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is the $2000 deposit refundable?

Discussion in 'Pre-Medical - DO' started by premedmijo, Nov 9, 2002.

  1. premedmijo

    premedmijo Senior Member
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    I'm just wondering, say you got into your second choice school, before your interview at your top choice school. Of course you wouldn't want to turn down any acceptances so you send your deposit to the school that accepted you. But say one month later you are accepted by your top choice? Are you just out 2000 bucks?
     
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  3. Dagny

    Dagny PGY-1
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    The acceptance to a school should come with a contract specifically explaining what the conditions of the deposit are. The deposits are in installments, so they are due at different dates. Usually the deposits (or a portion) are refunded if you notify the school before a certain date they designate. It depends on each school. I remember that Touro had one of the quickest deadline deposit with a large amount of money: $2000, nonrefundable, due in two weeks from the date of acceptance.

    The deposits also depend on when you interview/get accepted. If you are accepted before December, Dec. 15 is something like a courtesy date by which time most schools require a decision. Not all schools follow this. Some decide you have a month from the notification of acceptance to made a deposit or your acceptance is withdrawn.

    Good luck!
     
  4. Fenrezz

    Fenrezz AT Stills Worst Nightmare
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    From what I understand, once you pay the deposit, kiss that money goodbye. It's one of the incentives the schools put in so that people won't just hold a bunch of seats and make up their mind later.

    Although my school only made me pay $100.

    :clap: OSU :clap: OSU :clap:
     
  5. jhug

    jhug 1K Member
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    many schools will return a percent of the deposit-- i think azcom is 40% or something like that. To me, the greater the amount asked or the lower % returned showed a lack of confidence the school has in keeping you.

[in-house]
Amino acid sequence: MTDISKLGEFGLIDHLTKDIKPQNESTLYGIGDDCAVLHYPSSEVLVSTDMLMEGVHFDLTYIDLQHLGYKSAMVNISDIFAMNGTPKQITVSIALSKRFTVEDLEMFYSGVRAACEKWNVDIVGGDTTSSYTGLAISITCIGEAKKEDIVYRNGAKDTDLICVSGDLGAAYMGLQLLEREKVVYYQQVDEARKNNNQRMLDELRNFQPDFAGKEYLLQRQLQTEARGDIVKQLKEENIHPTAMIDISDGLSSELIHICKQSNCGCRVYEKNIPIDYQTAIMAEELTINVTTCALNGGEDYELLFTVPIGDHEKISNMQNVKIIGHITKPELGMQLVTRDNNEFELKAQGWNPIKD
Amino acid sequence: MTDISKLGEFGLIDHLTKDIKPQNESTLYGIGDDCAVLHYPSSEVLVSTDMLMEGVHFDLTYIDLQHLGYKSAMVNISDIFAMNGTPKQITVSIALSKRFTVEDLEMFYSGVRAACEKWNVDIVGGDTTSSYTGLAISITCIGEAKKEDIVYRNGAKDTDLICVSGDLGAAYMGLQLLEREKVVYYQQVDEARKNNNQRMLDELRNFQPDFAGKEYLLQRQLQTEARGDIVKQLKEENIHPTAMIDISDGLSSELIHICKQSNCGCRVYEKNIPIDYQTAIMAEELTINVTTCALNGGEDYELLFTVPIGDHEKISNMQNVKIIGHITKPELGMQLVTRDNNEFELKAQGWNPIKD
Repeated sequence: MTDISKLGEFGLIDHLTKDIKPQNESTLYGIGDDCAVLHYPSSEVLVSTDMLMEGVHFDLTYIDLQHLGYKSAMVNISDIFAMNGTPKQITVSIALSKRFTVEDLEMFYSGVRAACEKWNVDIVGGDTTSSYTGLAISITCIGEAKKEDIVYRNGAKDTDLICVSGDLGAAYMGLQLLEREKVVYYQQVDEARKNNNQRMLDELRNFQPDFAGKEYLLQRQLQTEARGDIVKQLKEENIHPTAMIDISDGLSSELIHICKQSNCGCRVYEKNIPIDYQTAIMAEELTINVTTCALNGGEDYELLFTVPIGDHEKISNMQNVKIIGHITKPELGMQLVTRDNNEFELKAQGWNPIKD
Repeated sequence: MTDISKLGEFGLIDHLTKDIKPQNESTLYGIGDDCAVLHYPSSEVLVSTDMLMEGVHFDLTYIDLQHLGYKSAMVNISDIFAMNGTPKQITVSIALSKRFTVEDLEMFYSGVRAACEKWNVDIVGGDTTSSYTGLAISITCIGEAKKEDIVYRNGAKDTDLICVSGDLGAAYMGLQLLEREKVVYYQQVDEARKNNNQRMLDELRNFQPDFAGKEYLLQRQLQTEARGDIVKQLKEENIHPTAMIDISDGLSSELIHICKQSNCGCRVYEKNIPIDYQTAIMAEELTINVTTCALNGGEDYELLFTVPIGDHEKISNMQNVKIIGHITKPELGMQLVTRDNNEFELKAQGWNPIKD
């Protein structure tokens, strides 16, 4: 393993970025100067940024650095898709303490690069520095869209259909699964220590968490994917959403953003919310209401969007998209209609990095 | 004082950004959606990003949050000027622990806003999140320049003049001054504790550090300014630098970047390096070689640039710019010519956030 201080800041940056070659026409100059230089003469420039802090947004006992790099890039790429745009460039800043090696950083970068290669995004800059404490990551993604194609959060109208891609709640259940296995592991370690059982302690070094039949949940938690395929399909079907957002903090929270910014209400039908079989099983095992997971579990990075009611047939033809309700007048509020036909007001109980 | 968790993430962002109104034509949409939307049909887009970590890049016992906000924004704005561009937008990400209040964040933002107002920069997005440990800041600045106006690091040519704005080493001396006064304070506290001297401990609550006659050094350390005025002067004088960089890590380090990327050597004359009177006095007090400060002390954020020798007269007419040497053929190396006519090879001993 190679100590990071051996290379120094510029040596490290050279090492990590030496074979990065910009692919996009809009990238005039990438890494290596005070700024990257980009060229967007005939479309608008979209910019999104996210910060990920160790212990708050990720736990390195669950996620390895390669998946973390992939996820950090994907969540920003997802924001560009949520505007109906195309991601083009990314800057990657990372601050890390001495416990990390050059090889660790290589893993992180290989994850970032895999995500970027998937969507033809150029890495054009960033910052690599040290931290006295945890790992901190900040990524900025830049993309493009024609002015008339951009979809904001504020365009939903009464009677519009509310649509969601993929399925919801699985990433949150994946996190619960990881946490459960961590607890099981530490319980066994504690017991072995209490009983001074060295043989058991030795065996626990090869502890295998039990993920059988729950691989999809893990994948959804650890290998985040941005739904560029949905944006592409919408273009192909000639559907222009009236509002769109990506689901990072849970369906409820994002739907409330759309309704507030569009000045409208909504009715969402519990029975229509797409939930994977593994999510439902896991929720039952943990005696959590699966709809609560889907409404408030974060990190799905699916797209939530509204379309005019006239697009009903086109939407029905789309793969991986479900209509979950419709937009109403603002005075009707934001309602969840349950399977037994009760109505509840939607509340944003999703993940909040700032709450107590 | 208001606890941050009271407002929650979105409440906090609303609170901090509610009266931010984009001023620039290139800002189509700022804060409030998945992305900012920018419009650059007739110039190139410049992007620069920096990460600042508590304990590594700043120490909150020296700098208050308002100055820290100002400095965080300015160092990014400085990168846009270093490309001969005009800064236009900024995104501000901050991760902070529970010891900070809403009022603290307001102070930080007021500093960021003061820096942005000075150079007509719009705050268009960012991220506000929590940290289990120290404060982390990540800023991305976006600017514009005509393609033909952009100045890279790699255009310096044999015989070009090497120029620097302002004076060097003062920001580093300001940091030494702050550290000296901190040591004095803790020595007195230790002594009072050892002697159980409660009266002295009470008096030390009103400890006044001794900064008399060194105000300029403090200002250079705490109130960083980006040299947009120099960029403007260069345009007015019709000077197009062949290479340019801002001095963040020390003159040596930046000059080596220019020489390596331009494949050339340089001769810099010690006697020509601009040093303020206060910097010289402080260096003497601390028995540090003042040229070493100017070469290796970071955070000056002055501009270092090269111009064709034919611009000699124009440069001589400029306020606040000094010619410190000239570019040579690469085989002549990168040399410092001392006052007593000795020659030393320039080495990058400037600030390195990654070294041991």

6. sean

    sean Senior Member
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    That is ridiculous. Schools are compeletly justified in asking for large deposits. I benefits the school and the students who are really committed to attending that institution. A deposit is you agreeing to the terms offered to you and you are agreeing to accept a place at the university offering it to you. If when asked in your interview, "do you really want to come to this school and pursue osteopathic medicine?" your answer was anything other than yes, believe me you won't have to worry about any deposits. If your answer was "yes" then the school is merely taking you at your word. If you are not sure then don't pay the deposit, there are plenty of others that are sure. The high deposits are meant to stop people from accepting place "just in case they don't get in anywhere else." As far as I am concerned if you are offered a place, decide if it is the place for you and if it is not what you want, decline and move on. If you really want to hold a spot from someone else who is more sure than you are then you deserve to lose the whole deposit. I applaud schools that force people on the fence to make the hard decisions. $2,000 is a lot of money but it is a lot less than the $28,000 or so a year you will be paying and it is applied to your first year's tuition.
     

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